Corsair_GTR_top_long_sm.jpg

The colourful and bold outer skin of the Voyager GTR is not just there for looks as it is in fact a thick, yet soft rubber which has protected previous models from all but the most extreme of situations. The slight curve in the center of the drive may give it a chunky appearance but it does help it fit your hand. Honestly, when you first pick up the GTR you will be surprised at how light it feels, yet how robust and comfortable it is in your hand.

Corsair_GTR_cap_sm.jpg
cap2_sm.jpg

As with previous Voyager drives (and most ruggedized flash drives) the GTR has a fixed USB 2.0 port on the front. The port is protected by a small rubber cap which is easily removable but holds on tight via friction grooves in its rubber. The only issue we have with this cap is that unlike the OCZ ATV Turbo line, Corsair has not included a cap holder. This means you could easily loose the cap but there is a simple online form on Corsair’s website ( Corsair’s website that you can fill out and they will send you a replacement one. The only catch is the drive has to still be in warranty, but considering you get 10 years of warranty this is not that big of a deal.

Corsair_GTR_narrow_sm.jpg

There is no getting around the fact that the GTR is on the wide side. As soon as we saw the port extender which Corsair included we knew this was going to be the case. What is interesting is the fact that while it is tad on the wide side, it is also on the thick side when compared to the more typical USB flash drives on the market. However, this increase girth is supposed to make it extremely resistant to all forms of trauma.

drive_sm.jpg

While we are not going to cut open the GTR to look inside we can tell you that the time and effort to protect the internals is for a good reason. Unlike most flash drives on the market which are at best dual channel drives the Voyager GTR is a QUAD channel flash drive. This means that there are at the very least four 8GB chips in this beast.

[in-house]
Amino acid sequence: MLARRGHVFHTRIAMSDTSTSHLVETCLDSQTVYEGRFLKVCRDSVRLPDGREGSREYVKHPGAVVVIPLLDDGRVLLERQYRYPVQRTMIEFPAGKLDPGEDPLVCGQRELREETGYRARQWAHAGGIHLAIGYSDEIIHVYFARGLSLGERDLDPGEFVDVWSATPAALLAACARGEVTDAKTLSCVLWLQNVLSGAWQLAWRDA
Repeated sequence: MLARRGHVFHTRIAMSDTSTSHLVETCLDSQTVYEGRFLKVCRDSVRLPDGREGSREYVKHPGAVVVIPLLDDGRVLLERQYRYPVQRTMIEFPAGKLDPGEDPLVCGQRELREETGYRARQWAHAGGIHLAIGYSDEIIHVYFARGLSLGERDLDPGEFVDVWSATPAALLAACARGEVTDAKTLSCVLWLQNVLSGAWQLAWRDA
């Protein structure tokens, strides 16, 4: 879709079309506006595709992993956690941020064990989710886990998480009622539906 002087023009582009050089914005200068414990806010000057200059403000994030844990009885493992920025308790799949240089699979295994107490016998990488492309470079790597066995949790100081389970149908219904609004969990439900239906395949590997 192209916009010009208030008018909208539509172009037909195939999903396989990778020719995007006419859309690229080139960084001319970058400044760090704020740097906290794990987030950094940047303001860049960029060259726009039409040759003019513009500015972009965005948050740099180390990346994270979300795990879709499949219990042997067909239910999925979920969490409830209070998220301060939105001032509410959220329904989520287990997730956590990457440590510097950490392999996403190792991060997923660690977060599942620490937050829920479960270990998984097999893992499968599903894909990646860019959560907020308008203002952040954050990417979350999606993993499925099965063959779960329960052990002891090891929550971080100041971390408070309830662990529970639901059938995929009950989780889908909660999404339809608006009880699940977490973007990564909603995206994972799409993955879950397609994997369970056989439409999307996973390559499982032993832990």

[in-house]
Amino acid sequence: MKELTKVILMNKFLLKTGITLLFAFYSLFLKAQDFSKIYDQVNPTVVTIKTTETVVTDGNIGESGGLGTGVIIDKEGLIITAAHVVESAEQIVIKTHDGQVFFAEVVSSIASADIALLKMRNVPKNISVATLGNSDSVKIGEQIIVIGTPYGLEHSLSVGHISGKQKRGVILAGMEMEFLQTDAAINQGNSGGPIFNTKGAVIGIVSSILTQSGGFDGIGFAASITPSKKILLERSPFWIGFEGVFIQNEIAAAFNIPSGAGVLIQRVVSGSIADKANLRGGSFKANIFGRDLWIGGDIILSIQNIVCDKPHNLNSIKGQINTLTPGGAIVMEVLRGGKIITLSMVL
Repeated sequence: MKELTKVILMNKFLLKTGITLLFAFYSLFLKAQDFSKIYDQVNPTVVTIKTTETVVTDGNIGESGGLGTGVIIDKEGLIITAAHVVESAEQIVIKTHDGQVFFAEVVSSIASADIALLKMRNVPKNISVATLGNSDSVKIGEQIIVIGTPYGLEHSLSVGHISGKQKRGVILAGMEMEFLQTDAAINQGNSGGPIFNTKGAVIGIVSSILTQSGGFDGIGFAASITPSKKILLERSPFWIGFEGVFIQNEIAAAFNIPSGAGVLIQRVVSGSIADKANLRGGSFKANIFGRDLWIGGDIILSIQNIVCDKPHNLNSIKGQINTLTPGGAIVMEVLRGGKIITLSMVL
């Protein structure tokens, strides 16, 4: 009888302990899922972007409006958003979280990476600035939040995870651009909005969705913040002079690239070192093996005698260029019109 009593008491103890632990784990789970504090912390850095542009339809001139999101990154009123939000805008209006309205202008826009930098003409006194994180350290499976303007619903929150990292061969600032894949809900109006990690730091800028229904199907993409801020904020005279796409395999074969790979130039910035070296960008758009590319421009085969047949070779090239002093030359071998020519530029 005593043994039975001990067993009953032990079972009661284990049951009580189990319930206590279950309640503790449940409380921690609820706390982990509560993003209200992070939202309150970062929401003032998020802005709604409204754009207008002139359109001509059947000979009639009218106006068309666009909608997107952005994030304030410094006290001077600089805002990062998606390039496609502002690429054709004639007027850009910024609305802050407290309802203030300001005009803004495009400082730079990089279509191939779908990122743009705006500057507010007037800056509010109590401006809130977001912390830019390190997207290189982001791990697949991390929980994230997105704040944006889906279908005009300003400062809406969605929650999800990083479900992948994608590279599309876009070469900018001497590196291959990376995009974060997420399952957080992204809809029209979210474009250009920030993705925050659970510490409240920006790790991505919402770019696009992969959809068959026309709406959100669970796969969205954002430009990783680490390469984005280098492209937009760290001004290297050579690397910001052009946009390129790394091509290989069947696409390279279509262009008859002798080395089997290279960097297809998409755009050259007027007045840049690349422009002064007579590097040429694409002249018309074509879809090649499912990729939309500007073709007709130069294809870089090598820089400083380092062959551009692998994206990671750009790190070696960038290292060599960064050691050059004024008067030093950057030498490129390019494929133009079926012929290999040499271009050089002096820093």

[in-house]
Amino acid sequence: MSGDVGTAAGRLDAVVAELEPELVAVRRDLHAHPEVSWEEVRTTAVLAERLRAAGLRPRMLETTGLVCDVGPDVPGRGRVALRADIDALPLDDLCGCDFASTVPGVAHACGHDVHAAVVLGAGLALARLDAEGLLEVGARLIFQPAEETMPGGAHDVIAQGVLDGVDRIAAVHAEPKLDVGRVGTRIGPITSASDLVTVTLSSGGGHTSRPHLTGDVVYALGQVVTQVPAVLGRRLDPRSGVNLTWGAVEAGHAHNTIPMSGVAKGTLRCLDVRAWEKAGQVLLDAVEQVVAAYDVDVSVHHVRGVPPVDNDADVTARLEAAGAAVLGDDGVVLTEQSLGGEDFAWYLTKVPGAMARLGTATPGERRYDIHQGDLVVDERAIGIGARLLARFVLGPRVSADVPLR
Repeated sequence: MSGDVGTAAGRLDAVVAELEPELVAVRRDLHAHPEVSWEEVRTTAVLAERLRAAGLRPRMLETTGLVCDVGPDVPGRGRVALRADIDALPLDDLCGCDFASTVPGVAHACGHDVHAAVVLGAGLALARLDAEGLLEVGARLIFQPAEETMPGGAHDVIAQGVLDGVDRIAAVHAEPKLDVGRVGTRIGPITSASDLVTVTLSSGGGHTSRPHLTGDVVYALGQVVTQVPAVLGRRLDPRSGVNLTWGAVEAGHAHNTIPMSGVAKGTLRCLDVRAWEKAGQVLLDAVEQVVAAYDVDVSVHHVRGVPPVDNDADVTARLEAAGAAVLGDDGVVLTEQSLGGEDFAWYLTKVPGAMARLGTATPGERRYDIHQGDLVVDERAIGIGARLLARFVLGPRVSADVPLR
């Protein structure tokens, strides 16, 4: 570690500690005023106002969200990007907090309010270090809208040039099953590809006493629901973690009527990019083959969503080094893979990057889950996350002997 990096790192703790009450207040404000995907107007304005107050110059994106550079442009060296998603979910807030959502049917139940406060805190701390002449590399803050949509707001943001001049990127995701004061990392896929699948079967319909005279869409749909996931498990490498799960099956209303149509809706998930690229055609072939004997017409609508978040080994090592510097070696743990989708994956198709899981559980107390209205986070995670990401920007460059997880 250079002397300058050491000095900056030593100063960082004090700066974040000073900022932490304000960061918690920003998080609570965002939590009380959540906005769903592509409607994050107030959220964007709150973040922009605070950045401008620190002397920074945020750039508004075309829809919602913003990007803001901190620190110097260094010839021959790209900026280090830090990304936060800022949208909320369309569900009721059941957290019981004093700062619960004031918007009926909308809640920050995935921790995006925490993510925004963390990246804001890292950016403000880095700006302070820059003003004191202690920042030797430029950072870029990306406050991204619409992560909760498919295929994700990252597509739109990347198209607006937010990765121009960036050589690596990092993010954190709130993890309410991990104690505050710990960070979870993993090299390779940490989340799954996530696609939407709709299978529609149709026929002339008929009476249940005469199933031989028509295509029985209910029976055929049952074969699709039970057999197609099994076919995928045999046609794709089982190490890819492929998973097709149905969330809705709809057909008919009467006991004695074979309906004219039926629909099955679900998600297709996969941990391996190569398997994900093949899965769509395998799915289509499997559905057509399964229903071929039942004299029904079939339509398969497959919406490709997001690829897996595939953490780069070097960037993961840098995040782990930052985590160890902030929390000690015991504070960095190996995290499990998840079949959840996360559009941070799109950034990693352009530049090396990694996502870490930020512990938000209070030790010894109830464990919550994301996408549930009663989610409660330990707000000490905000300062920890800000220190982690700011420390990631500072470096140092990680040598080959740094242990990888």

Reading through the literature that Corsair provides on their website we are confident that this drive uses MLC NAND and not SLC as they mention numerous times 10,000 writes as the life expectancy. Whether or not this unit uses SLC or MLC is fairly unimportant as it uses wear levelling to keep any of the cells from wearing out before the others and is USB 2.0 limited. Even the lowliest of MLC NAND chips these days can handle 30MB/S writes.
 
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AkG

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Testing Methodology

Testing Methodology


Testing a hard drive is not as simple as putting together a bunch of files, dragging them onto folder on the drive in Windows and using a stopwatch to time how long the transfer takes. Rather, there are factors such as read / write speed and data burst speed to take into account. There is also the SATA controller on your motherboard and how well it works with SSDs to think about as well. For best results you really need a dedicated hardware RAID controller w/ dedicated RAM for SSDs to shine. Unfortunately, most people do not have the time, inclination or monetary funds to do this. For this reason our testbed will be a more standard motherboard with no mods or high end gear added to it. This is to help replicate what you the end user’s experience will be like.